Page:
About a year later, I was in Bellaire with a friend. We were in the car and I was driving. We let two police officers on motorcycles go by and drove into a parking lot. I stopped the car, turned it off, we took off our seat belts, and police lights turned on behind me. I got a ticket for failure to wear a seat belt. I plead no contest because it was my word against theirs. My distrust for law enforcement grew. I didn't feel safe. I knew I had been accused of a crime I did not commit and I also knew there was nothing I could do to beat the charges. Thankfully, it was just a small infraction. However, if this happened to me, a white girl in a wealthy neighborhood, what was going on across the street? What was going on in predominantly Black Third Ward and predominantly Hispanic Fifth Ward? Lives destroyed, with complete impunity.


In law school, my husband and I came home from dinner one night to six police cars at my house. Six. Six cars. Why? A neighbor called in someone breaking into my house. Turns out a man (never caught) had convinced a woman to jump our fence and try to enter the house through the doggy door. The woman was older, skeleton-thin, poor, black, disheveled, evidently not in her right mind, very confused, and naked under a dirty sweat pant set. She exhibited no understanding of what was happening to her. The police ran into my house, guns up, "clearing it." They yelled at me about my dog barking. I was afraid they were about to shoot my dog. They aimed their weapons at him. I didn't feel safe. And, more than anything, I felt sorry for this woman. They handcuffed her and led her away. Arresting her was not the answer. Six police cars were not the answer.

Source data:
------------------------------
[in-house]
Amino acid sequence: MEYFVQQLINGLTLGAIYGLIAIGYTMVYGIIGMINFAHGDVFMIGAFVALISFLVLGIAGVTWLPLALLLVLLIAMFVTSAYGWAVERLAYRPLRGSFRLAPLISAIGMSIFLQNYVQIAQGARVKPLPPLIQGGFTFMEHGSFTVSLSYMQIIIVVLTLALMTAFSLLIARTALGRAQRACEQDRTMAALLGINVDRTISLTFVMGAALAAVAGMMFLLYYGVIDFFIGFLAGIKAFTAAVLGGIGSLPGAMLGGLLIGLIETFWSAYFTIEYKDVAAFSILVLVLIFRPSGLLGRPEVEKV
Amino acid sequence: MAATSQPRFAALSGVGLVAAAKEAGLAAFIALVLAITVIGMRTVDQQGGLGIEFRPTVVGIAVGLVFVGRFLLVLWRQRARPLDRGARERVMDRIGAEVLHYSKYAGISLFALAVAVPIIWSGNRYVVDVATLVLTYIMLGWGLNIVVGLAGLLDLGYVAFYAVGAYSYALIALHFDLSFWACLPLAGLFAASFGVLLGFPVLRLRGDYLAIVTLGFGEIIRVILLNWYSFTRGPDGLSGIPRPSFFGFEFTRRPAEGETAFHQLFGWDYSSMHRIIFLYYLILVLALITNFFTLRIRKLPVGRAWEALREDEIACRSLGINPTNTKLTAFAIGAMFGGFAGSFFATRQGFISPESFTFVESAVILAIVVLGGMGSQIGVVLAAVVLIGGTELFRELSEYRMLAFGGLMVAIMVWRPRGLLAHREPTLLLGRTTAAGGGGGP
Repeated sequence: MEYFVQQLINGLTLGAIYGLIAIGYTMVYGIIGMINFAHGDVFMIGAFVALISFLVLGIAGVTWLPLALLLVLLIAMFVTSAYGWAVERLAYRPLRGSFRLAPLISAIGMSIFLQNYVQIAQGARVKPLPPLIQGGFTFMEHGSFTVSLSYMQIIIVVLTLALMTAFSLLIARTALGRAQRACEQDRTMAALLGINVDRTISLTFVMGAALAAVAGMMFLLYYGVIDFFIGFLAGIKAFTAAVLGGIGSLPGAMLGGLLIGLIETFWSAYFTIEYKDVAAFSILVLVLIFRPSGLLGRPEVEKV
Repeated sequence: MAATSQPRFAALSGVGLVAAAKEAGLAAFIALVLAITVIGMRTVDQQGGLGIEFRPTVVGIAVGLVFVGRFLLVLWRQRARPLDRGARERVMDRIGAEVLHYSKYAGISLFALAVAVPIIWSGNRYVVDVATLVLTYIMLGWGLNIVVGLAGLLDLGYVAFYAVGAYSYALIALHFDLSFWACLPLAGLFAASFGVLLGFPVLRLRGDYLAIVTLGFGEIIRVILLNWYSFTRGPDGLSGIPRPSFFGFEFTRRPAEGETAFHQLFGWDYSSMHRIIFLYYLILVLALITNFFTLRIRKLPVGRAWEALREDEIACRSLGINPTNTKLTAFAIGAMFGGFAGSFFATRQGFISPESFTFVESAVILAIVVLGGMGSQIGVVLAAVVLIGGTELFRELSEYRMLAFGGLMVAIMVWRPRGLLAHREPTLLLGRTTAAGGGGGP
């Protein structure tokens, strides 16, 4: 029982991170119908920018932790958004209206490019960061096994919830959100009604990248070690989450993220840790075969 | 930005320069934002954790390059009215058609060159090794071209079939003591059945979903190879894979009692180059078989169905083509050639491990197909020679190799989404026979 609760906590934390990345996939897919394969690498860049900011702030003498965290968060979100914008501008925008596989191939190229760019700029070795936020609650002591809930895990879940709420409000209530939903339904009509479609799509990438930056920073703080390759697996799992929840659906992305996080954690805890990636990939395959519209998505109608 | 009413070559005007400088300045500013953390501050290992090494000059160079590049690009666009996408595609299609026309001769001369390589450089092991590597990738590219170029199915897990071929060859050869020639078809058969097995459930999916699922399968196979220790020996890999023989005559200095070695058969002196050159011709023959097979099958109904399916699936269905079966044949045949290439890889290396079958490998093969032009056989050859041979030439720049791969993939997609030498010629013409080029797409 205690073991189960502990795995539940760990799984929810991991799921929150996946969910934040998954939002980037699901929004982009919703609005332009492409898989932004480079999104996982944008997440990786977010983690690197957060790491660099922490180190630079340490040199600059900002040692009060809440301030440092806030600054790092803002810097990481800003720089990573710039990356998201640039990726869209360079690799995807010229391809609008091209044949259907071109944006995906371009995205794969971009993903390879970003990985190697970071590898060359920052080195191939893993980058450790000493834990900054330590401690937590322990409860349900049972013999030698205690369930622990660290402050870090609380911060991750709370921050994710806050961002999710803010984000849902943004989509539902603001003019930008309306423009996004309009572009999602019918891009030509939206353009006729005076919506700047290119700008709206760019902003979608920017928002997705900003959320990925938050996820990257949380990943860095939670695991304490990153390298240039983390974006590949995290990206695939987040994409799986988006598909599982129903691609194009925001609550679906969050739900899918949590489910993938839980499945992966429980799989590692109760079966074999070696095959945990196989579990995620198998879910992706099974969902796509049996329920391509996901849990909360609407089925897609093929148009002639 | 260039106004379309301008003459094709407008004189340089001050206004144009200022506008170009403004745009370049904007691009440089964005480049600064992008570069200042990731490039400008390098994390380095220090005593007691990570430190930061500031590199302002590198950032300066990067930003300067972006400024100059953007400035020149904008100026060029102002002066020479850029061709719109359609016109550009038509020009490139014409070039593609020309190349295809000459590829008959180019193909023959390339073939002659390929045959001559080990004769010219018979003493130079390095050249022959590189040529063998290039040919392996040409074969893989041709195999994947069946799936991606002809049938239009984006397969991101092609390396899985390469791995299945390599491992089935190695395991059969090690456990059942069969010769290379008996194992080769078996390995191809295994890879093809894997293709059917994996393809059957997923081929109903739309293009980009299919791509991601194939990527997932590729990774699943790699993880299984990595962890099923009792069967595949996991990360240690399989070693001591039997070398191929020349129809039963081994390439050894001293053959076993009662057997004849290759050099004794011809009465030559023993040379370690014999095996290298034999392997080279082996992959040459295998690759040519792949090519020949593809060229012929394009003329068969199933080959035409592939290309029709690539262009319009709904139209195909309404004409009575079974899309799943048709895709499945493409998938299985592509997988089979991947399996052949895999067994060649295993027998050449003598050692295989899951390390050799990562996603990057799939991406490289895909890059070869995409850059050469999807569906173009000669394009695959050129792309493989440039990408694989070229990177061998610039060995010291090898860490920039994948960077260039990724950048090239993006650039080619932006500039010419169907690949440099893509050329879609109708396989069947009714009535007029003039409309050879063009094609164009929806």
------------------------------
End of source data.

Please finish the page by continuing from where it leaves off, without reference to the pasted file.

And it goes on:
Later in law school my husband and I went to Outback. When we came out, we found that someone had smashed my back car window and stolen my bag. It contained my laptop and several textbooks. We called the police. They showed up, completed a report, and told us this crime would not be solved. We asked them to request the video from the restaurant. I don't even remember if that happened. I felt safe from them but I didn't feel like calling them had served much purpose. Mostly, I felt uncomfortable with their presence and wanted it to be over.


As a lawyer, a month or two after the birth of my third son, I was leaving Awty International School. There is a part of the road that dips, steeply, and swings right back up. I was at the speed limit as I started going down and exceeded the speed limit by about 5 mph by the time I hit the bottom of the hill. Had I maintained my acceleration, I would've been back under the speed limit once I made it back up. You know who was at the top of the hill, clocking people as they hit the bottom of that hill? A police officer. Does that make me respect police officers? No. It's a stupid game aimed at writing tickets and not actually ensuring adequate respect for speed limits. These little games are corrosive to community relations. They are also very American. (Traffic tickets in Switzerland, France, and Italy are issued via traffic cameras on the side of the road).